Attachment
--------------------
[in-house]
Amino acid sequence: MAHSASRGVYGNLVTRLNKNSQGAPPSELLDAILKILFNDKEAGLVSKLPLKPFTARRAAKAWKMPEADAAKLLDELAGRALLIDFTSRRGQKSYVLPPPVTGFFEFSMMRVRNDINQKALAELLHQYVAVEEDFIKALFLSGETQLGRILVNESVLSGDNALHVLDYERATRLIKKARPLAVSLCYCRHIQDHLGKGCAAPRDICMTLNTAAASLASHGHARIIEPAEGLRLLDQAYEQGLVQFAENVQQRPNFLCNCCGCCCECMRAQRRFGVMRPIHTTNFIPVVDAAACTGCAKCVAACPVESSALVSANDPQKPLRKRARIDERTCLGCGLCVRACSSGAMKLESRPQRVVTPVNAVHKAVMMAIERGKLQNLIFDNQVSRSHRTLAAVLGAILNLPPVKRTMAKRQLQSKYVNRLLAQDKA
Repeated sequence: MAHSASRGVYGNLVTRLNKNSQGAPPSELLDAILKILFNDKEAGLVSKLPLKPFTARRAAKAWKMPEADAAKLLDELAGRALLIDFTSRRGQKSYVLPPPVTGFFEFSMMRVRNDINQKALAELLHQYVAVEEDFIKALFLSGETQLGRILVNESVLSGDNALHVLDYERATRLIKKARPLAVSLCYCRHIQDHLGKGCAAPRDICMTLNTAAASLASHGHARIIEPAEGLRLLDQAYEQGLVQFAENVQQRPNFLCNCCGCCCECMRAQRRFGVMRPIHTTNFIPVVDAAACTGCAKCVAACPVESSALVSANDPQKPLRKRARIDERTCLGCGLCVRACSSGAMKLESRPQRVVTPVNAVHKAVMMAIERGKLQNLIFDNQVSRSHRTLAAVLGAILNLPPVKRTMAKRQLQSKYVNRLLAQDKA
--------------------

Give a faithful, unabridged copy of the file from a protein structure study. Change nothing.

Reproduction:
[in-house]
Amino acid sequence: MAHSASRGVYGNLVTRLNKNSQGAPPSELLDAILKILFNDKEAGLVSKLPLKPFTARRAAKAWKMPEADAAKLLDELAGRALLIDFTSRRGQKSYVLPPPVTGFFEFSMMRVRNDINQKALAELLHQYVAVEEDFIKALFLSGETQLGRILVNESVLSGDNALHVLDYERATRLIKKARPLAVSLCYCRHIQDHLGKGCAAPRDICMTLNTAAASLASHGHARIIEPAEGLRLLDQAYEQGLVQFAENVQQRPNFLCNCCGCCCECMRAQRRFGVMRPIHTTNFIPVVDAAACTGCAKCVAACPVESSALVSANDPQKPLRKRARIDERTCLGCGLCVRACSSGAMKLESRPQRVVTPVNAVHKAVMMAIERGKLQNLIFDNQVSRSHRTLAAVLGAILNLPPVKRTMAKRQLQSKYVNRLLAQDKA
Repeated sequence: MAHSASRGVYGNLVTRLNKNSQGAPPSELLDAILKILFNDKEAGLVSKLPLKPFTARRAAKAWKMPEADAAKLLDELAGRALLIDFTSRRGQKSYVLPPPVTGFFEFSMMRVRNDINQKALAELLHQYVAVEEDFIKALFLSGETQLGRILVNESVLSGDNALHVLDYERATRLIKKARPLAVSLCYCRHIQDHLGKGCAAPRDICMTLNTAAASLASHGHARIIEPAEGLRLLDQAYEQGLVQFAENVQQRPNFLCNCCGCCCECMRAQRRFGVMRPIHTTNFIPVVDAAACTGCAKCVAACPVESSALVSANDPQKPLRKRARIDERTCLGCGLCVRACSSGAMKLESRPQRVVTPVNAVHKAVMMAIERGKLQNLIFDNQVSRSHRTLAAVLGAILNLPPVKRTMAKRQLQSKYVNRLLAQDKA